Children and Other Pets


As previously mentioned, the Staffordshire Bull Terrier is known to be exceptionally kind towards children of all ages although as with any other breed of dog, it's always best that kids and dogs never be left on their own and any interaction should always be supervised by an adult.



Staffies need to be well-socialised when they are still puppies and introduced to as many other animals and situations as possible for them to be well-rounded mature dogs. However, they can show aggression towards other pets which is why it's important they be introduced to each other slowly and carefully to make sure things go smoothly and that no pets get stressed out which could lead to aggressive behaviour.


Health


The average life expectancy of a Staffordshire Bull Terrier is between 12 - 14 years when properly cared for and fed an appropriate good quality diet to suit their ages.



Although a healthy breed, the Staffie is known to suffer from a few hereditary and acquired health issues which are worth knowing about if you have decided to share a home with one of these delightful and affectionate dogs. The most commonly seen health disorders are as follows:




  • Hereditary cataracts (HC) - tests are available

  • L-2- hydroxyglutaric sciduria (L2HGA) - a metabolic health issue - DNA test available

  • Distichiasis

  • Persistent Hyperplastic Primary Vitreous (PHPV) - tests available throughout a dog's life

  • Mastocytoma (mast cell tumours)


Caring for a Staffordshire Bull Terrier


As with any other breed, Staffies need to be groomed on a regular basis to make sure their coats and skin are kept in tip-top condition. They also need to be given regular daily exercise so they remain fit and healthy. On top of this, Staffordshire Bull Terriers need to be fed a good quality diet throughout their lives to ensure all their nutritional needs are met.


Grooming


Having a short coat means the Staffie is not a high maintenance dog when it comes to grooming. A weekly brush is all it takes to keep their coats and skin in good condition. The same can be said for bathing them which should only really need to be done from time to time. Overbathing a Staffie can destroy all the natural oils found in their skin and coats, upsetting the PH balance and this can result in a dog developing skin allergies.



As with other dogs, Staffies shed more during the Spring and then again in the Autumn which is when more regular grooming is needed to keep on top of any loose hair.


Exercise


The Staffordshire Bull Terrier is a high-energy dog and needs to be given a minimum of an hour a day when it comes to exercise or boredom will set in leading to some unwanted and often destructive behaviours. The more exercise a Staffie is given, the better and more relaxed a dog would be and the old adage of a "tired dog being a good dog" is never truer than when it comes to these energetic little dogs.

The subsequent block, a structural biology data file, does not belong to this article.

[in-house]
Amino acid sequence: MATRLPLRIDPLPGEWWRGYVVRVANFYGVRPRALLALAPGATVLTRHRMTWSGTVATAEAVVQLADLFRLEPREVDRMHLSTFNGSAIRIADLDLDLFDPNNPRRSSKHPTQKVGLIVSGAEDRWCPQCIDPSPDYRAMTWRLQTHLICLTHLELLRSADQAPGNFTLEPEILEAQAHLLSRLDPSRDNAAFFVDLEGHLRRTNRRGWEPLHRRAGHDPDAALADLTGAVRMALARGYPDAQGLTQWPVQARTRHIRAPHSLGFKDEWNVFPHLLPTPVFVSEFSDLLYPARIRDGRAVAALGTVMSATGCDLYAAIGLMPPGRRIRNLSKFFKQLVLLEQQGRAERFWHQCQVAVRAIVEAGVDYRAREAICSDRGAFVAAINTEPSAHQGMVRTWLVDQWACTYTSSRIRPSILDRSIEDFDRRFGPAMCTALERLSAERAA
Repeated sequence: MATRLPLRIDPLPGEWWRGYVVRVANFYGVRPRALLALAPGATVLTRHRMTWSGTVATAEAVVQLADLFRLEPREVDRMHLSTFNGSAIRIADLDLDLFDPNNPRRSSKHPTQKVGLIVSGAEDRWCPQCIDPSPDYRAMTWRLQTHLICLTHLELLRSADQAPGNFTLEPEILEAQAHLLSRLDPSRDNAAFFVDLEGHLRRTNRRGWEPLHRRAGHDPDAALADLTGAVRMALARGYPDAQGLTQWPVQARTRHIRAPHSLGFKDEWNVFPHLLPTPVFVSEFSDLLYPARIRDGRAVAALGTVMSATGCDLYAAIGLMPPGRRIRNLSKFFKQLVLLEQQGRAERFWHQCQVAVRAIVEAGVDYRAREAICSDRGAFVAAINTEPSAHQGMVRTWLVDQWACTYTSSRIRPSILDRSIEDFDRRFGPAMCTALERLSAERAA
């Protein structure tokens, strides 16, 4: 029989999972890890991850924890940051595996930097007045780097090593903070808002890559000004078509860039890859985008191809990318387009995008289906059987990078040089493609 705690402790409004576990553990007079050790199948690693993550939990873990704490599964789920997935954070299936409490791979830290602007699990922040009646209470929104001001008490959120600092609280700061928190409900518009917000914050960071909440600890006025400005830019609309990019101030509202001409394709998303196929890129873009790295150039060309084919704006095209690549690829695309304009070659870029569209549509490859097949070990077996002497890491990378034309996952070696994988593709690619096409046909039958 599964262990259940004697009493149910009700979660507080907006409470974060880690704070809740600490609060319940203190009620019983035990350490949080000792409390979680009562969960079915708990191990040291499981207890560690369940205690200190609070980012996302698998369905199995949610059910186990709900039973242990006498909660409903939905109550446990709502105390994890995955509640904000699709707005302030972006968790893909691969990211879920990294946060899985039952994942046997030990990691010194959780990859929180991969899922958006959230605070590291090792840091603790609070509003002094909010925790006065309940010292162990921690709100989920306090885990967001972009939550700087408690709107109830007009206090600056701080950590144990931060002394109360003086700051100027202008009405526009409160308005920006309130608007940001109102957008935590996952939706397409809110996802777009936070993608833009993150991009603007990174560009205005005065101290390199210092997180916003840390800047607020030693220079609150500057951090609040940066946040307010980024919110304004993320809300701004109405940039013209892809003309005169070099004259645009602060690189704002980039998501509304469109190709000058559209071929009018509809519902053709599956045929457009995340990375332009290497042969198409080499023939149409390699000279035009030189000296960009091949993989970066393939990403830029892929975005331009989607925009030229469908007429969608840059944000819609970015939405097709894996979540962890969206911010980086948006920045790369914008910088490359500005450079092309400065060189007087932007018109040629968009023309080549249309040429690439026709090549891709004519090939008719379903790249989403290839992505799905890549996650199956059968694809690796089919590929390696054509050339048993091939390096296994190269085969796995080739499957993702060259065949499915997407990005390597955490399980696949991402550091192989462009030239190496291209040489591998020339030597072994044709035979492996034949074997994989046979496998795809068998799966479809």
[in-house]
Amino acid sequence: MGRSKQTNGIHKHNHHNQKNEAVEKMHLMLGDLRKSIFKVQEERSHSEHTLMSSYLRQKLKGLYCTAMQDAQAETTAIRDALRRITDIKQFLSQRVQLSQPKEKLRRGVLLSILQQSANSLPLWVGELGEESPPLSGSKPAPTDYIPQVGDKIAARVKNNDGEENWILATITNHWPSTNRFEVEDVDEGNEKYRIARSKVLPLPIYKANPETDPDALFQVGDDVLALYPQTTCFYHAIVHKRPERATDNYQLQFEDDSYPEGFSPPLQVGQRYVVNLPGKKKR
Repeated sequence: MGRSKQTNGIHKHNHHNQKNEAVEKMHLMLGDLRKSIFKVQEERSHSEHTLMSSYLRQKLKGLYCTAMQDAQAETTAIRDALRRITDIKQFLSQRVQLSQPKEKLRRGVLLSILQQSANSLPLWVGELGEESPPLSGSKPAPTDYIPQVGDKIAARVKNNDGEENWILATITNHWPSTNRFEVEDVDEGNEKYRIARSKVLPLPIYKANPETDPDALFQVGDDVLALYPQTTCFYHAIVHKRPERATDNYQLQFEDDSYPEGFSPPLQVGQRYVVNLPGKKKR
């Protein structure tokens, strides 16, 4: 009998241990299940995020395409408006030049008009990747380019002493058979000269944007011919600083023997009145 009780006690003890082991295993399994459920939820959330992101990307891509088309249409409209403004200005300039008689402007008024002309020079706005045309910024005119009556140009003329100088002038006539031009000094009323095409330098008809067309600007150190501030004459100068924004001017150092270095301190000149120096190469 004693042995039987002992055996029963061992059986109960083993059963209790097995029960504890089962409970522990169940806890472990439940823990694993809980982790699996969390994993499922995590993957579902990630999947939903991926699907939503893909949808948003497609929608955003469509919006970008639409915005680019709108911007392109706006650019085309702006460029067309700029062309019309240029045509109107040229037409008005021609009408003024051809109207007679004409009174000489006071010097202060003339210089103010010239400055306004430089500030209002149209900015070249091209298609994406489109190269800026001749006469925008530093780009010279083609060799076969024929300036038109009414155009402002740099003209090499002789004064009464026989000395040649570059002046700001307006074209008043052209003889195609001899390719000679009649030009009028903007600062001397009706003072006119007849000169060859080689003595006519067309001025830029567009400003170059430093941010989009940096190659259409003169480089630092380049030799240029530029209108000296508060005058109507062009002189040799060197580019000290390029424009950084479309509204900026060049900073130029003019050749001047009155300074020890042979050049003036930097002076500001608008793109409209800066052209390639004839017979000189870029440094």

Because they are such intelligent dogs, they also need to be given lots of mental stimulation for them to be truly happy, relaxed and well-balanced dogs. After a good amount of physical exercise and playing lots of interactive games, a Staffie likes nothing more than to relax on a couch with their owner, tired, but an extremely happy dog.


Feeding


Staff puppies need to be fed a good quality diet that provides them with all the vitamins, minerals and other nutrients they need to grow and develop properly. Ideally, puppies need to be at least 3 to 4 times day. If you are just about to get a puppy from a breeder, they would recommend you feed them the same diet as they have been on and to gradually change this over a period of a few weeks to avoid the puppy developing a tummy upset.



However, adult Staffies can also be fed a small breakfast and then another meal in the evening, but again their diet needs to be higher in protein because they are such energetic dogs and need the extra nutrients to meet their daily needs.



The one constant no matter whether you feed a Staffordshire Bull Terrier wet or dry food, you have to make sure they always have access to fresh, clean water at all times.


Average Cost to keep/care for a Staffordshire Bull Terrier


A well-bred Staffordshire Bull Terrier can cost you anything from £250 to well over £1000 for a pedigree puppy. The cost of insuring a 3 year old Staffie in the north of England would be £20.76 for basic cover up to £40.81 a month for a lifetime policy (quote as of March 2016). It's worth bearing in mind that lots of things are factored into a pet's insurance premium and this includes where you live in the UK and a dog's age.



When it comes to food costs, you would need to buy the best quality dog food whether wet or dry for your dog throughout their lives and to suit the different stages of their lives. This would set you back between £30-£40 per month. On top of all of this, you would need to factor in veterinary costs if you want to share your home with a Staffy and this includes their initial vaccinations, neutering or spaying a dog when the time is right and then their annual health checks, all of which quickly adds up to over a £800 a year.



The total average cost to keep and care for a Staffordshire Bull Terrier as a rough guide would be in the region of £50 - £100 a month depending on the level of pet insurance cover you opt to buy, but this does not include the initial cost of buying a pedigree Staffordshire Bull Terrier puppy.